ESSAY ONE: Education Narrative
Write a 500+ word narrative essay* that completes the following sentence**:
In order to understand my perspective on higher education, you must know…
*What is a narrative essay, you say? I’m so glad you asked. Axelrod & Cooper provide good commentary on this along with some examples of narrative essays, but here are some ideas to get things started: A narrative essay tells a story. Many of the most effective narrative essays focus on rendering a specific scenic moment by showing that scene in rich sensory detail. In these cases, the narrative will focus on a very narrow period of time, probably a few hours or less in an essay as short as this one. You will probably want to take this approach. Occasionally, an ambitious short narrative will tackle a larger span of time, but this is incredibly difficult to do well. If you choose to go this route, make sure to narrow the focus as much as you can, and make sure to find ways to include lots of rich, compelling detail because… …rich, compelling detail is the hallmark of an effective narrative. If story is the foundation, detail is the eye-catching exterior. If story is the skeleton, detail is the skin. (Note, though, that the goal is not to include lots and lots of irrelevant detail. You want to choose your details carefully, thoughtfully, taking into consideration the larger effect they’ll have on the reader). A narrative essay, in addition to telling a story, reflects on the larger “meaning” of the events that make up the body of the essay. This reflection should not take over the essay, but it needs to be there to keep the essay from seeming anecdotal or insubstantial. To say this another way: A narrative answers two questions, “What happened?” and “So what?” The So-What part is the reflection. Often, this reflection comes in a paragraph or two at the end of the essay. Some of you will write about events that connect to higher education in ways that aren’t immediately apparent. Your reflection, in those cases, is where that connection can be made.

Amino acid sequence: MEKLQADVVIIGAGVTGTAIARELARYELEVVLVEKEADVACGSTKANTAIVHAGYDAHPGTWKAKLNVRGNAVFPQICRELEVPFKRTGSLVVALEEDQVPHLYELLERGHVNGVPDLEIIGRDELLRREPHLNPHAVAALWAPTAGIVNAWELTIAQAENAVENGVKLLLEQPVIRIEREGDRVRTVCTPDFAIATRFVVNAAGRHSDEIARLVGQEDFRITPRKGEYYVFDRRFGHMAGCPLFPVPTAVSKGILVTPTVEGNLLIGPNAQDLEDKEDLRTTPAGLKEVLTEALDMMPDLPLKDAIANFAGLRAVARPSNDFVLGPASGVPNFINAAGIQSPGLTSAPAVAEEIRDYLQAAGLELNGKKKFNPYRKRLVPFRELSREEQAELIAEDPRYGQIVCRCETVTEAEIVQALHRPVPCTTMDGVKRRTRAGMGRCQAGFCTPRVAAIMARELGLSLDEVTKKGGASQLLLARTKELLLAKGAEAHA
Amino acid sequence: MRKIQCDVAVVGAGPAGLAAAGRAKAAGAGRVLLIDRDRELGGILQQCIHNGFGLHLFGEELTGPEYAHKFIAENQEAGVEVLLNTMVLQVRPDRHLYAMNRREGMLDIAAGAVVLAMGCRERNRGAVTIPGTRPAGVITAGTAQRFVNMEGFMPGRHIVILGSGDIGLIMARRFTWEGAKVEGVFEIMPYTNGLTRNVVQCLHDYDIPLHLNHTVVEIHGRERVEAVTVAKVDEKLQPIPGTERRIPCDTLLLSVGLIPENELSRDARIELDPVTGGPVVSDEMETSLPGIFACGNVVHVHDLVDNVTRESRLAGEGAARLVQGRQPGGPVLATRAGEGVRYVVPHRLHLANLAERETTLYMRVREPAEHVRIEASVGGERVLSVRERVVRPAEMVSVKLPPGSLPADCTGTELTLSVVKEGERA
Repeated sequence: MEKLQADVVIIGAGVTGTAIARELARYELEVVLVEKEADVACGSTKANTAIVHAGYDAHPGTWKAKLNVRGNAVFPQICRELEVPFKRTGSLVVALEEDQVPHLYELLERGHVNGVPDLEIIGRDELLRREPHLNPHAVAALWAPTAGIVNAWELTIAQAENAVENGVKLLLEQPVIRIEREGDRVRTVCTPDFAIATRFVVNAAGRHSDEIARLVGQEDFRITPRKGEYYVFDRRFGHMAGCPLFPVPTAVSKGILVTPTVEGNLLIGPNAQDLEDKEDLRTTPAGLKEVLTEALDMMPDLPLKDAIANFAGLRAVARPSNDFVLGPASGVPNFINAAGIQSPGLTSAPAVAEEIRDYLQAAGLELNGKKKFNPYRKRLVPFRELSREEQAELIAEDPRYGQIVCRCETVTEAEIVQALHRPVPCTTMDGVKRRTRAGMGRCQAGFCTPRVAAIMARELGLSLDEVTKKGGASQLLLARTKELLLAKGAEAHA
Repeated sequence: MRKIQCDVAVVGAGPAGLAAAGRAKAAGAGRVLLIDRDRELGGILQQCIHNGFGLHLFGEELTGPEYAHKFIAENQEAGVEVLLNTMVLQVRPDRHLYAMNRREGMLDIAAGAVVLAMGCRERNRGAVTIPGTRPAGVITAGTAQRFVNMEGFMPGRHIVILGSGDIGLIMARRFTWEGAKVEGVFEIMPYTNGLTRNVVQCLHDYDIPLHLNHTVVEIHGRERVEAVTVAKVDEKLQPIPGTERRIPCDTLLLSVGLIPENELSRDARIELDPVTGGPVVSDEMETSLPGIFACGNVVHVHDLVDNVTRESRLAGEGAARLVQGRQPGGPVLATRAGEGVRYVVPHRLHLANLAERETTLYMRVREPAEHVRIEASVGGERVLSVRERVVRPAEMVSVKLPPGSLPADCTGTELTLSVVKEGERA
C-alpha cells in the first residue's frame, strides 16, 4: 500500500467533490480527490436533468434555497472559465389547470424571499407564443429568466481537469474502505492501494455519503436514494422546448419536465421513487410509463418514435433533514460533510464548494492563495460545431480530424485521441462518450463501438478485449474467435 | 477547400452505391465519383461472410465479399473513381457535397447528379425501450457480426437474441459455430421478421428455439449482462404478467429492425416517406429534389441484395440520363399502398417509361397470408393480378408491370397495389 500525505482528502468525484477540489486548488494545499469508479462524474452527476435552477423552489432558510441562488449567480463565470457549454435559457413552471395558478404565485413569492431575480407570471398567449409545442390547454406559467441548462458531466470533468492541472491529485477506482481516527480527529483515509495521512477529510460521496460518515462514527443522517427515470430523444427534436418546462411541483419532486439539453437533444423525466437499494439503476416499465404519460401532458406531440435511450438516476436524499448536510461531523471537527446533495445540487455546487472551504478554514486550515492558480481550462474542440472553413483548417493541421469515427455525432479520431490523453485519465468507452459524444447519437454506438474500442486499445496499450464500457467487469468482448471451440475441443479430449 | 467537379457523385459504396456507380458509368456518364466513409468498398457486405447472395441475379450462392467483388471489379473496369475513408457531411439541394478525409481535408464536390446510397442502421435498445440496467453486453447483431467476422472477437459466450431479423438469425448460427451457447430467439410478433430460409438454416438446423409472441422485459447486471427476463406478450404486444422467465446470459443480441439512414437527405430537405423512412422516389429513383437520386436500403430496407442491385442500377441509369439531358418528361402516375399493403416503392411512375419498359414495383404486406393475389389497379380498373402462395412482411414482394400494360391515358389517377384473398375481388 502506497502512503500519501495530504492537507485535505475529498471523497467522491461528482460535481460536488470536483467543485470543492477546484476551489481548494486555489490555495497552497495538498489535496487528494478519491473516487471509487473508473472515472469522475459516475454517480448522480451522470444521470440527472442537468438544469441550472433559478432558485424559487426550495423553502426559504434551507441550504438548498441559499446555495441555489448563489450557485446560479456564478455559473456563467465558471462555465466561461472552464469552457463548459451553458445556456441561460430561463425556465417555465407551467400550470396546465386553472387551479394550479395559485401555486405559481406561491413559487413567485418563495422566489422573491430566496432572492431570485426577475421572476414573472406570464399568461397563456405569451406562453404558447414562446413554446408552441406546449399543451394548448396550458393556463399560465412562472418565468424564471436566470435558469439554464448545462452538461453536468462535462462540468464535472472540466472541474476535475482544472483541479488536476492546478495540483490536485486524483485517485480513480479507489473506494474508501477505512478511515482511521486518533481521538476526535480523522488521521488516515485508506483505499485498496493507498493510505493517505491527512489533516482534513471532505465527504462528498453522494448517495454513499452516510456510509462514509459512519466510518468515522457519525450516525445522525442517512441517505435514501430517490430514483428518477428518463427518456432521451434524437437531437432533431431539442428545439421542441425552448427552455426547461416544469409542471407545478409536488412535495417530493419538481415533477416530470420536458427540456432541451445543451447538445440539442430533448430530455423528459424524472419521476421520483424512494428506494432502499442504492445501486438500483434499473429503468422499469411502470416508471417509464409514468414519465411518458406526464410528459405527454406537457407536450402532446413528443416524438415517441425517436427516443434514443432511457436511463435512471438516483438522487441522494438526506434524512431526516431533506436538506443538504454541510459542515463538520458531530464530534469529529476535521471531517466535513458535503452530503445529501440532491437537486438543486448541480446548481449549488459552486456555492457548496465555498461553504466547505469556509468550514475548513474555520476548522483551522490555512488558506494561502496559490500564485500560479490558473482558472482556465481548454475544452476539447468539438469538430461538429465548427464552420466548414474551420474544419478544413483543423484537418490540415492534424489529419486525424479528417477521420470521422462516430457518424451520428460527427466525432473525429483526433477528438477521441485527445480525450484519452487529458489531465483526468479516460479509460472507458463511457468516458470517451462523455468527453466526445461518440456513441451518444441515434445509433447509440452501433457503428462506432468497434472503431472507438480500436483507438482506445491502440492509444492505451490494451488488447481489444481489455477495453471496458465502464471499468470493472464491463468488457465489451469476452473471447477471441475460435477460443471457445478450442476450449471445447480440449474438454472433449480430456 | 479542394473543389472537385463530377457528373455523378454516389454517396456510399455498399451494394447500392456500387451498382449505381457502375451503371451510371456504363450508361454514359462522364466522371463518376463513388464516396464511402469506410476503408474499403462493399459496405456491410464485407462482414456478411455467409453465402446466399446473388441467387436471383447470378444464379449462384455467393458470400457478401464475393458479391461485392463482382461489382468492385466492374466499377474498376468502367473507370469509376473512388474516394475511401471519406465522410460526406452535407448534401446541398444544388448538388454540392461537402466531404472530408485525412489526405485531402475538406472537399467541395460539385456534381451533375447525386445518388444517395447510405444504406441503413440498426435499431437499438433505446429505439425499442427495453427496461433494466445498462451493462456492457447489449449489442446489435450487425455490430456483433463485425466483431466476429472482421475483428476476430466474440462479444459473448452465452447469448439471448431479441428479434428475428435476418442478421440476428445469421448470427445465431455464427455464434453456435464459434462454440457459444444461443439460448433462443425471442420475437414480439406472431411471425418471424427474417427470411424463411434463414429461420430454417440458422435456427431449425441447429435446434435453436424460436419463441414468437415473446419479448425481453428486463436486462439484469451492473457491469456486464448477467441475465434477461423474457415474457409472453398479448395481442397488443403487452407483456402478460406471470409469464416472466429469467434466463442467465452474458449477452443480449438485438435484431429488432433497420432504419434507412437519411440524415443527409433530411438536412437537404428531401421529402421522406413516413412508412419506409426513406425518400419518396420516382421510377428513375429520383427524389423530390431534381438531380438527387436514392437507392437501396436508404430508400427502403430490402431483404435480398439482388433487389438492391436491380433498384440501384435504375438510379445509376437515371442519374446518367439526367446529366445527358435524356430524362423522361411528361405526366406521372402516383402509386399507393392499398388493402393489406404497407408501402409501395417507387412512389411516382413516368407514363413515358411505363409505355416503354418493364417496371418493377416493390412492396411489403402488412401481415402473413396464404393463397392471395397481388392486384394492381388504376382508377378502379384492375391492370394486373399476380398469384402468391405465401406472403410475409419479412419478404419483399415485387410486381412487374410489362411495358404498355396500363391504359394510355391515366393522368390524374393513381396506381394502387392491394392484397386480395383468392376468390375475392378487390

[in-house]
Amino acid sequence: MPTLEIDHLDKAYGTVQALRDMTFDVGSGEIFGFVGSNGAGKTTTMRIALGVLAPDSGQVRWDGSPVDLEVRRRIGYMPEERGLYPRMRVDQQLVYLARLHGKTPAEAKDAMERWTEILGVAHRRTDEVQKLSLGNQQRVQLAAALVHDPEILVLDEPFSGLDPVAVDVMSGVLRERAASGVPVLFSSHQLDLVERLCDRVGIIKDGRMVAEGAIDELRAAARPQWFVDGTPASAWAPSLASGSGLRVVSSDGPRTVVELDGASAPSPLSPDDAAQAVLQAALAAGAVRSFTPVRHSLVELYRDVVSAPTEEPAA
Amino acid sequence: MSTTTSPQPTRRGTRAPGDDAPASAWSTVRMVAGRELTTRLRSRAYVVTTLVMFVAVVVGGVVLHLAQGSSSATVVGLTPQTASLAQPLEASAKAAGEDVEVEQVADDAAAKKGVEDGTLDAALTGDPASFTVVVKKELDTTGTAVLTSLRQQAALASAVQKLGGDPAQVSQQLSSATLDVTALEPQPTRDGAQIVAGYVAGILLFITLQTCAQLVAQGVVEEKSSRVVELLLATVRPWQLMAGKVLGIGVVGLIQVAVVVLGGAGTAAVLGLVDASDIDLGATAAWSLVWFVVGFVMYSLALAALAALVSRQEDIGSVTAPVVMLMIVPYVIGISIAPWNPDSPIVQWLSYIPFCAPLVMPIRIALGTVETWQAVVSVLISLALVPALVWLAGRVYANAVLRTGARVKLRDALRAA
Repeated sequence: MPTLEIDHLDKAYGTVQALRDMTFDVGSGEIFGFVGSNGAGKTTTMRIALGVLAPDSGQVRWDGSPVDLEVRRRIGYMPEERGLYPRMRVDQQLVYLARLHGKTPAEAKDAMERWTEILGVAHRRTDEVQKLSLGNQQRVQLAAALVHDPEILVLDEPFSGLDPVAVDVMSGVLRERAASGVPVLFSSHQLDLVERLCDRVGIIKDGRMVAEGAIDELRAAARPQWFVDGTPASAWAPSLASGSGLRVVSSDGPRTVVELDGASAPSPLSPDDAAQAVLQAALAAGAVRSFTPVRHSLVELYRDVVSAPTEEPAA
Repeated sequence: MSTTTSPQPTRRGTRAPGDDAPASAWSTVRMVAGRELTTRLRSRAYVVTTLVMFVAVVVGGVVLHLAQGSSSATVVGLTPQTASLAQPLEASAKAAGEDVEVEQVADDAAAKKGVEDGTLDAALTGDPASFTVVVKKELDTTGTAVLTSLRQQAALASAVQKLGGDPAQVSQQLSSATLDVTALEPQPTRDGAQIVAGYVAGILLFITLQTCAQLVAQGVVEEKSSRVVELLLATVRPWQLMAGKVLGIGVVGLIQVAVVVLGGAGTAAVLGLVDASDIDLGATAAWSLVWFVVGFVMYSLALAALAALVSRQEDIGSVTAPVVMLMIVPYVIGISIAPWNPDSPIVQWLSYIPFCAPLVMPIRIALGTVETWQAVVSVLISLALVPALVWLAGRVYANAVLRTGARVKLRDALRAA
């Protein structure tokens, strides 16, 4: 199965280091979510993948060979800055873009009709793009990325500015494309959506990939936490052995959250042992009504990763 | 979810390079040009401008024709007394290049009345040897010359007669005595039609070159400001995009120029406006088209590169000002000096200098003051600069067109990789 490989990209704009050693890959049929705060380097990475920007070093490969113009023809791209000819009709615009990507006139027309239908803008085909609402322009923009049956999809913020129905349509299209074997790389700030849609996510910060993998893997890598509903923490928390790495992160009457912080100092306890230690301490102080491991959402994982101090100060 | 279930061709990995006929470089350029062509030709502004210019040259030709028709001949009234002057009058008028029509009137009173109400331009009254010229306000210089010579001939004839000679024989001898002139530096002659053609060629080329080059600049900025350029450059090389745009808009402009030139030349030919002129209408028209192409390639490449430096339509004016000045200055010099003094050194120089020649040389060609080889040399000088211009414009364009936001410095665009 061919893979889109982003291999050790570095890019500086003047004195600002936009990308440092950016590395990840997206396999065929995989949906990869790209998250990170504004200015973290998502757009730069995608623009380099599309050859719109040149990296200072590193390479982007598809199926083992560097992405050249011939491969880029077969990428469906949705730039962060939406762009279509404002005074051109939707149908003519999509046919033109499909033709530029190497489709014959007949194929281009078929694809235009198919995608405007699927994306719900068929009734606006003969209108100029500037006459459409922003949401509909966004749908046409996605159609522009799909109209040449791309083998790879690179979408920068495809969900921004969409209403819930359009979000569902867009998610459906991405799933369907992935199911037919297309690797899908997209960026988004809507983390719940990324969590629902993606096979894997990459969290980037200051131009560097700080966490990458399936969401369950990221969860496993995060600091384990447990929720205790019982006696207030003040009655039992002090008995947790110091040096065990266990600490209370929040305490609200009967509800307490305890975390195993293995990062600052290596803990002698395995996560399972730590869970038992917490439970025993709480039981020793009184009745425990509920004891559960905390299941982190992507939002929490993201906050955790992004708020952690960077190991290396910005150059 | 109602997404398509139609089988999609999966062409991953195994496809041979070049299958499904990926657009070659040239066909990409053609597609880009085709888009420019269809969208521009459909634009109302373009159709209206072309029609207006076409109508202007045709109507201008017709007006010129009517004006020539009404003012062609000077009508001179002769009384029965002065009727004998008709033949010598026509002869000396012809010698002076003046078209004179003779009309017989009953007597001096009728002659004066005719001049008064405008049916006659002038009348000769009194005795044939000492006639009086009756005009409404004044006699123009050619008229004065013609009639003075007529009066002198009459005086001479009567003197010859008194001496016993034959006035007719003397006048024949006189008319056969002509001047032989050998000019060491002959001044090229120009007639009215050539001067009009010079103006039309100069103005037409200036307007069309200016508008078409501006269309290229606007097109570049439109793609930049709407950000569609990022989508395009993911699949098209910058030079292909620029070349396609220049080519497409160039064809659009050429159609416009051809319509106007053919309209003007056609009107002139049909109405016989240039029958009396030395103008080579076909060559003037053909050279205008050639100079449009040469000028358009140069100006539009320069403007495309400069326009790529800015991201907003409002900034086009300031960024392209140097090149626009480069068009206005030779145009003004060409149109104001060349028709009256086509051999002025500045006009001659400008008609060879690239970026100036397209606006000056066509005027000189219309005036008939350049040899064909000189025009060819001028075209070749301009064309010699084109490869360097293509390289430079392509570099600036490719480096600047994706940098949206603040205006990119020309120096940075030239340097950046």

**Your essay doesn’t actually have to begin with that sentence, but it can.
One last thing: Vary your sentence structure. We’ll look at some examples of different structures you can use in class, but work to include a range of different kinds of sentences. Avoid long sequences of similarly structured sentences: I did this. I said that. I went here. She said this. The dog ran away.
ESSAY ONE: Education Narrative
C/A/P Essay tells a (true) story that helps the reader understand the writer’s relationship to higher education.
FOCUS Essay focuses on specific moments and scenes, or finds an inventive way to drive a larger narrative with a specific focus, avoiding vagueness.
ORG Essay has a proportional beginning, middle, and end. /5
Essay uses paragraphs and transitions to move the reader through the story. /3
DEV Essay uses rich, compelling detail and description to help the reader connect to the situation.
Essay includes substantial reflection on the significance of the event. /5
V&S Essay shows evidence of careful proofreading. /4
Essay avoids grammar problems associated with tools 0-2. /4